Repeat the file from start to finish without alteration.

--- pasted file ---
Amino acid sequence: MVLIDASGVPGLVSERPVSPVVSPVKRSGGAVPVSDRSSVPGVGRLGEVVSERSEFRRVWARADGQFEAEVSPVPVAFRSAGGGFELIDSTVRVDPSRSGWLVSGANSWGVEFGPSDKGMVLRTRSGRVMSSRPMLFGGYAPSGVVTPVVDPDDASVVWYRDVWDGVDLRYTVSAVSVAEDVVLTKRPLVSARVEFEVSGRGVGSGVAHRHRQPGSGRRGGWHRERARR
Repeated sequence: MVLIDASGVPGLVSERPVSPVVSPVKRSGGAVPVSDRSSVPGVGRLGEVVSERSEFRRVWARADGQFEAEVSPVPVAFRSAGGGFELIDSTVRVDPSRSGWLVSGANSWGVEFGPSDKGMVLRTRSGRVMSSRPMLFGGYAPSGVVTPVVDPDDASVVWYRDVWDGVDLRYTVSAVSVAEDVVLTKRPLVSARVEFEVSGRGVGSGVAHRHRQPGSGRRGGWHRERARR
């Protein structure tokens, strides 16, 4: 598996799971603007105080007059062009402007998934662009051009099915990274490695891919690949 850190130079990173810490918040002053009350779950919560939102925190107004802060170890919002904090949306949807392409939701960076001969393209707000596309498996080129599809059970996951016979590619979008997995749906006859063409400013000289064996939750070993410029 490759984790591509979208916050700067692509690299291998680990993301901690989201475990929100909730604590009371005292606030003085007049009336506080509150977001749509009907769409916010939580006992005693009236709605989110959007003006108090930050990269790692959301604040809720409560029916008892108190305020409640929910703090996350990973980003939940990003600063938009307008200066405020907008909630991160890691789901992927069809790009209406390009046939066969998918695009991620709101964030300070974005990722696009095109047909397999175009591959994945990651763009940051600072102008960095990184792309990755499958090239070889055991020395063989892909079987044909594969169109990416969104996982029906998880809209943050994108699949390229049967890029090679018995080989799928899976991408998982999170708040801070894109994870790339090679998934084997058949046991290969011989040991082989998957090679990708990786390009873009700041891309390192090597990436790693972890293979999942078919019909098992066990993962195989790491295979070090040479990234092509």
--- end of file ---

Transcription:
Amino acid sequence: MVLIDASGVPGLVSERPVSPVVSPVKRSGGAVPVSDRSSVPGVGRLGEVVSERSEFRRVWARADGQFEAEVSPVPVAFRSAGGGFELIDSTVRVDPSRSGWLVSGANSWGVEFGPSDKGMVLRTRSGRVMSSRPMLFGGYAPSGVVTPVVDPDDASVVWYRDVWDGVDLRYTVSAVSVAEDVVLTKRPLVSARVEFEVSGRGVGSGVAHRHRQPGSGRRGGWHRERARR
Repeated sequence: MVLIDASGVPGLVSERPVSPVVSPVKRSGGAVPVSDRSSVPGVGRLGEVVSERSEFRRVWARADGQFEAEVSPVPVAFRSAGGGFELIDSTVRVDPSRSGWLVSGANSWGVEFGPSDKGMVLRTRSGRVMSSRPMLFGGYAPSGVVTPVVDPDDASVVWYRDVWDGVDLRYTVSAVSVAEDVVLTKRPLVSARVEFEVSGRGVGSGVAHRHRQPGSGRRGGWHRERARR
């Protein structure tokens, strides 16, 4: 598996799971603007105080007059062009402007998934662009051009099915990274490695891919690949 850190130079990173810490918040002053009350779950919560939102925190107004802060170890919002904090949306949807392409939701960076001969393209707000596309498996080129599809059970996951016979590619979008997995749906006859063409400013000289064996939750070993410029 490759984790591509979208916050700067692509690299291998680990993301901690989201475990929100909730604590009371005292606030003085007049009336506080509150977001749509009907769409916010939580006992005693009236709605989110959007003006108090930050990269790692959301604040809720409560029916008892108190305020409640929910703090996350990973980003939940990003600063938009307008200066405020907008909630991160890691789901992927069809790009209406390009046939066969998918695009991620709101964030300070974005990722696009095109047909397999175009591959994945990651763009940051600072102008960095990184792309990755499958090239070889055991020395063989892909079987044909594969169109990416969104996982029906998880809209943050994108699949390229049967890029090679018995080989799928899976991408998982999170708040801070894109994870790339090679998934084997058949046991290969011989040991082989998957090679990708990786390009873009700041891309390192090597990436790693972890293979999942078919019909098992066990993962195989790491295979070090040479990234092509």